For categorical variables, bar charts and pie charts are common options for visualizing the count (or proportion) of values in each category. They can also convey the relative frequencies of each category.

Python’s seaborn library offers several functions that can create bar charts. The simplest for plotting the counts is countplot():

# Bar chart for borough sns.countplot(x='borough', data=rentals) plt.show() plt.close()

Bar chart of borough

There are currently no functions in the seaborn library for creating a pie chart, but the pandas library provides a convenient wrapper function around matplotlib‘s pie() function that can generate a pie chart from any column in a DataFrame:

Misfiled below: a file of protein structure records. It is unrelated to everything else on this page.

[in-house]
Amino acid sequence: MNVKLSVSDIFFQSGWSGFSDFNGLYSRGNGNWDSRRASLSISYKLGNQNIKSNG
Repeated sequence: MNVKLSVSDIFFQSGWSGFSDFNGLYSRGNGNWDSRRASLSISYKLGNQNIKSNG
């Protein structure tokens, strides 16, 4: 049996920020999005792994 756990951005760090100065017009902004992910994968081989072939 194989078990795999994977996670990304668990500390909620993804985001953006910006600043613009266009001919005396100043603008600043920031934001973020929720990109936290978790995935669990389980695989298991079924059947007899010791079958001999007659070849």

# Pie chart for borough rentals.borough.value_counts().plot.pie() plt.show() plt.close()

Pie chart of borough

In general, many data analysts avoid pie charts because people are better at visually comparing areas of rectangles than wedges of a pie. For a variable with a small number of categories (i.e., fewer than three), a pie chart is a reasonable choice; however, for more complex data, a bar chart is usually preferable.



Using the movies DataFrame, create a bar chart for genre using the countplot() function from seaborn. Don’t forget to display the plot using plt.show() and close the plot using plt.close().


Create a pie chart for genre using the .pie() method from pandas.

From the plots, what do you notice about the relative frequencies of movie genres?

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